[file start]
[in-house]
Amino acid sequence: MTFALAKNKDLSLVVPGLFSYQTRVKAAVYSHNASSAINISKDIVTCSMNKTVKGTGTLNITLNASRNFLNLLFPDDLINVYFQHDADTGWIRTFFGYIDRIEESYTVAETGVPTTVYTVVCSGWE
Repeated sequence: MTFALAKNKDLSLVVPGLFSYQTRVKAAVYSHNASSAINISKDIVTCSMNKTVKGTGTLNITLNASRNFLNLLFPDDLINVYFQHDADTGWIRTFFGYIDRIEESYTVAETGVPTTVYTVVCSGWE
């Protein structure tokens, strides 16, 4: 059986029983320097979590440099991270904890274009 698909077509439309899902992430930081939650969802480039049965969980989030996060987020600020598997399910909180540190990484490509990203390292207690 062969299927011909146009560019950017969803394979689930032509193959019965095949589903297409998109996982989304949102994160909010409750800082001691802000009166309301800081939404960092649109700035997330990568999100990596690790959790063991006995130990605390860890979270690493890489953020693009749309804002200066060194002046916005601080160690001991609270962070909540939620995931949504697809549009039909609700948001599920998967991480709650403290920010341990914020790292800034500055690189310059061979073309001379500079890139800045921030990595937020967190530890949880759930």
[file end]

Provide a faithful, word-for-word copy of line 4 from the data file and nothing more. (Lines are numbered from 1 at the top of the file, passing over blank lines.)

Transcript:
């Protein structure tokens, strides 16, 4: 059986029983320097979590440099991270904890274009 698909077509439309899902992430930081939650969802480039049965969980989030996060987020600020598997399910909180540190990484490509990203390292207690 062969299927011909146009560019950017969803394979689930032509193959019965095949589903297409998109996982989304949102994160909010409750800082001691802000009166309301800081939404960092649109700035997330990568999100990596690790959790063991006995130990605390860890979270690493890489953020693009749309804002200066060194002046916005601080160690001991609270962070909540939620995931949504697809549009039909609700948001599920998967991480709650403290920010341990914020790292800034500055690189310059061979073309001379500079890139800045921030990595937020967190530890949880759930």